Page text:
NEW YORK - A business associate of Rudy Giuliani received a $1 million payment in September from an indicted Ukrainian oligarch who is a fugitive from justice in the U.S., federal prosecutors revealed Tuesday.
The disclosure came during a court hearing in New York for Lev Parnas, who is awaiting trial on charges that he made illegal campaign contributions to U.S. politicians, including some made to try to influence policy on Ukraine.
At the hearing, a judge rejected the government’s arguments that Parnas' bail should be revoked because he failed to disclose the payment from Dmytro Firtash and other assets to the court when he was asked about his finances. He remains under house arrest in Florida on a $1 million bond.
Assistant U.S. Attorney Rebekah Donaleski told the judge that the $1 million payment came from an attorney for Firtash, who was arrested in Austria in 2014 to face charges in the U.S. accusing him of conspiring to pay bribes in India in connection with a titanium mining enterprise.
Firtash has denied the charges and has been fighting extradition. A court in Vienna freed him while appeals of his extradition were pending.
The $1 million payment, made in increments of $200,000, was wired into an account in the name of Parnas' wife. A lawyer for Parnas, Joseph Bondy, said the money was a loan for the purpose of buying a $4.5 million house.
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Prosecutors acknowledged in a court filing that the majority of the money was used for personal expenses and to put a down payment on a home, but they said Parnas still should have disclosed the wire transfers when he was required to detail his assets when he applied for bail. Donaleski said prosecutors believe it was a sham.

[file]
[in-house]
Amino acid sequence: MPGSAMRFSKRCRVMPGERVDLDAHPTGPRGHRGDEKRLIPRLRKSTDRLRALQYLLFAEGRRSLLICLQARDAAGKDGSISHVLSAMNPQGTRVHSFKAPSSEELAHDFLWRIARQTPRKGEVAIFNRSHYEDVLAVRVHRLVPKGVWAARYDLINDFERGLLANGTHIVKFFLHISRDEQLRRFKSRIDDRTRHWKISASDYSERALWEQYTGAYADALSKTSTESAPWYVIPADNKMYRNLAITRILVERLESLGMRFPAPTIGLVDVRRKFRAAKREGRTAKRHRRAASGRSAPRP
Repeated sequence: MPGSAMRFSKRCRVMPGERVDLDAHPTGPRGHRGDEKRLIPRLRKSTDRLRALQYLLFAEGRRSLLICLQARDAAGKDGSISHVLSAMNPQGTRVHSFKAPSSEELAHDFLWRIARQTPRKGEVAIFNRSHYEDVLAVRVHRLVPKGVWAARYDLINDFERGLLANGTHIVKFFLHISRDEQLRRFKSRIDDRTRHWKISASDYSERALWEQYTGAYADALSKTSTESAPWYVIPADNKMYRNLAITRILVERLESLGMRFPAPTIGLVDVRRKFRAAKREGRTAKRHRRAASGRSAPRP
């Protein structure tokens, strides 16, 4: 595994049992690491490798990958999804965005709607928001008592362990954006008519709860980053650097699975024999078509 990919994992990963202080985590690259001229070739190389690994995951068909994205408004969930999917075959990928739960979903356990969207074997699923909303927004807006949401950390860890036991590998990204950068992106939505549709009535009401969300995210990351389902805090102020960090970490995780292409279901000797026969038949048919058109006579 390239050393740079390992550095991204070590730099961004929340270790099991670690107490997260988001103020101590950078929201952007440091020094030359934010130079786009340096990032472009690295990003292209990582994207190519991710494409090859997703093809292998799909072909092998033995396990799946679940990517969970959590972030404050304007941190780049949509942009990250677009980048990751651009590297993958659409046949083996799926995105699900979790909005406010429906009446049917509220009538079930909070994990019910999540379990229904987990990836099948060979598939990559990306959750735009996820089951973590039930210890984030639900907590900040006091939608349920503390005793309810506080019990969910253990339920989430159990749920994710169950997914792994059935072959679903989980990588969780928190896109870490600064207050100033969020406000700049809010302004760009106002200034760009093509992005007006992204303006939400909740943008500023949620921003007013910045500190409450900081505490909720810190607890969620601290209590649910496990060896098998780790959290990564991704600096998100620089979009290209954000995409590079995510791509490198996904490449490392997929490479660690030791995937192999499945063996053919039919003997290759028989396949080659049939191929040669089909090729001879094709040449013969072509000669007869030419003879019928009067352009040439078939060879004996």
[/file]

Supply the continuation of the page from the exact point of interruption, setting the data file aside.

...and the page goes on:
“It is an unsecured, undocumented loan to a housewife with no assets,” she said. “That makes no sense, your honor.”
Tuesday’s disclosure of the $1 million wire transfer from Firtash to Parnas raises additional questions about whether the Ukrainian oligarch was financially underwriting attempts by Parnas and co-defendant Igor Fruman to assist Giuliani in digging up dirt on Democratic presidential candidate Joe Biden - a nexus now at the heart of the impeachment inquiry against President Donald Trump.
Both Parnas and Fruman have pleaded not guilty to charges that they gained access to U.S. politicians by making big campaign contributions, including some made on behalf of foreigners. Giuliani, Trump's personal lawyer, has said he had no knowledge of illegal donations.
Firtash is a wealthy Ukrainian-born oligarch closely aligned with the regime of Russian President Vladimir Putin who faces U.S. federal bribery and racketeering charges. He currently resides in Vienna, Austria, where he has for years been fighting extradition to the United States. As part of an effort to get those charges dropped, Firtash last year hired Victoria Toensing and Joseph diGenova, conservative Washington lawyers closely aligned to Trump and Giuliani.
Asked about the $1 million in wire transfers, a spokesman for Toensing and diGenova said Tuesday that they “have no knowledge of any such loan or payment.”
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Associated Press writers Eric Tucker and Michael Biesecker in Washington contributed to this report.